my journey – part 18

This Christian thing,
this thing that we bill as the answer,
So many times we call it easy.
We call salvation as simple as ABC.

But I can’t read more than a few pages of my bible
without being squarely hit with this fact:
The Christian life is not easy.

We are called to a higher standard.
We are called to a life of sacrifice.
We are called to place our trust in a God who is unseen.

It is a perfect life,
a fulfilling life,
one without remorse,
without regret.

But it is not an easy life.

“This is a hard teaching. Who can accept it?”

We were in Africa, and one of the people with us had a guide to salvation – easy as ABC. I have more problems with that now than I had back then, but even stilli remember feeling rather annoyed at the assertion that this Christian life was an easy thing.

I suppose in some ways it’s a matter of definition. The way many people today live their Christian lives – a health and wealth Gospel that says something to the effect that we’re all on the gravy train to heaven – is certainly an easy proposition to accept and live. The problem, I think, is that it’s not how life works. Over and over again that theology is proved untrue.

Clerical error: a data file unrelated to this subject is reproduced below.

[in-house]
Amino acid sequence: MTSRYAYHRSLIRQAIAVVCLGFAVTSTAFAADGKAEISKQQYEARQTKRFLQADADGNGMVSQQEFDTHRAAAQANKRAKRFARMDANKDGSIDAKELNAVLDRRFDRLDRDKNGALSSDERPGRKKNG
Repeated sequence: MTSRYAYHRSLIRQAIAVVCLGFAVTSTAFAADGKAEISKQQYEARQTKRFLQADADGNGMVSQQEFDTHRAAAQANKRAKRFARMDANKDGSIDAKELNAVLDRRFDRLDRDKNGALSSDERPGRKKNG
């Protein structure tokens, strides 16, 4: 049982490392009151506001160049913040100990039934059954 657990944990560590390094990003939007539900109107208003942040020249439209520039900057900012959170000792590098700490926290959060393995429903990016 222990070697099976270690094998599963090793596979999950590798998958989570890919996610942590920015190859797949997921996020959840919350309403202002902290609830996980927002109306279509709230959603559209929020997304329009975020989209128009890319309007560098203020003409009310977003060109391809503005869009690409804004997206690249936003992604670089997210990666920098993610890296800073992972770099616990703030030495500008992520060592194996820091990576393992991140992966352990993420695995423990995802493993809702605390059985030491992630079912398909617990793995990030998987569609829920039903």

More than that, it’s not easy to maintain a solid commitment to Christ. If it were easy, we wouldn’t have a high divorce rate; we wouldn’t have churches angrily splintered across the nation. We wouldn’t live in a culture that feels, primarily, that Christians are anti-homosexual, judgmental, and hypocritical, and more than that we wouldn’t be those things. (To insert a note of clarification here, I am not suggesting that we support a homosexual lifestyle. However, when viewed as an issue of human rights, we should not be anti-homosexual – as in the people. We can and should treat homosexuality as a sin. We also, however, should treat things like greed, pride, and lust as sin, which places many of us in the same boat with homosexuals – the boat of sinners.)

If the Christian walk were the easy walk, we wouldn’t have to sell it. We wouldn’t have to convince people that it was easy – everyone would find it out for themselves. The reality is that a Christian walk is hard. It doesn’t involve saying a little prayer or jumping into water and then checking out for the rest of your life until you get to heaven. It requires a constant, daily struggle with the nature of who we are. Salvation is not an event, but a process. A long, slow, hard process.

One without remorse,
without regret.

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